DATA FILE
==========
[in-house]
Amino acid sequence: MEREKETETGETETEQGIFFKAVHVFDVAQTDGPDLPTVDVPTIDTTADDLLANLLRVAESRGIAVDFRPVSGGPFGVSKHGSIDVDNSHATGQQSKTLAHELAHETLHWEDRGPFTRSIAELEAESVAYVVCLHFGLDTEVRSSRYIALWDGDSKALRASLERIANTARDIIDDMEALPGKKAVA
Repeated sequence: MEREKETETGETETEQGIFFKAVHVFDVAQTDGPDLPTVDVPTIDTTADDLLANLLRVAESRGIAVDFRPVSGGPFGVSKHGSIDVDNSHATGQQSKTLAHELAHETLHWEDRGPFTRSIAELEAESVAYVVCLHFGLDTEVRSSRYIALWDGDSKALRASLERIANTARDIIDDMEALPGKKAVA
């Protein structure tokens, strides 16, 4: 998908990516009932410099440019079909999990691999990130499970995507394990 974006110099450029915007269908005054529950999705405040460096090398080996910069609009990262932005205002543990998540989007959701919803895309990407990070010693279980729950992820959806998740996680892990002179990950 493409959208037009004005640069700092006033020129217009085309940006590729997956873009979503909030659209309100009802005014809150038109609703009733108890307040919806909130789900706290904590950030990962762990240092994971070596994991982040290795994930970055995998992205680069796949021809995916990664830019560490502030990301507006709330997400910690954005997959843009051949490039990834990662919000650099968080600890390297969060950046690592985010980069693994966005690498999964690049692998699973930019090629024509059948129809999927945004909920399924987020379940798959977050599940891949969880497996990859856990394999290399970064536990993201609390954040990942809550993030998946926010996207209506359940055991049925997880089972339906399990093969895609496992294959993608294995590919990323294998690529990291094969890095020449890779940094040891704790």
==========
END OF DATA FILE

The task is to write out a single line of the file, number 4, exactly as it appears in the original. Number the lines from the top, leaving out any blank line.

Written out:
């Protein structure tokens, strides 16, 4: 998908990516009932410099440019079909999990691999990130499970995507394990 974006110099450029915007269908005054529950999705405040460096090398080996910069609009990262932005205002543990998540989007959701919803895309990407990070010693279980729950992820959806998740996680892990002179990950 493409959208037009004005640069700092006033020129217009085309940006590729997956873009979503909030659209309100009802005014809150038109609703009733108890307040919806909130789900706290904590950030990962762990240092994971070596994991982040290795994930970055995998992205680069796949021809995916990664830019560490502030990301507006709330997400910690954005997959843009051949490039990834990662919000650099968080600890390297969060950046690592985010980069693994966005690498999964690049692998699973930019090629024509059948129809999927945004909920399924987020379940798959977050599940891949969880497996990859856990394999290399970064536990993201609390954040990942809550993030998946926010996207209506359940055991049925997880089972339906399990093969895609496992294959993608294995590919990323294998690529990291094969890095020449890779940094040891704790």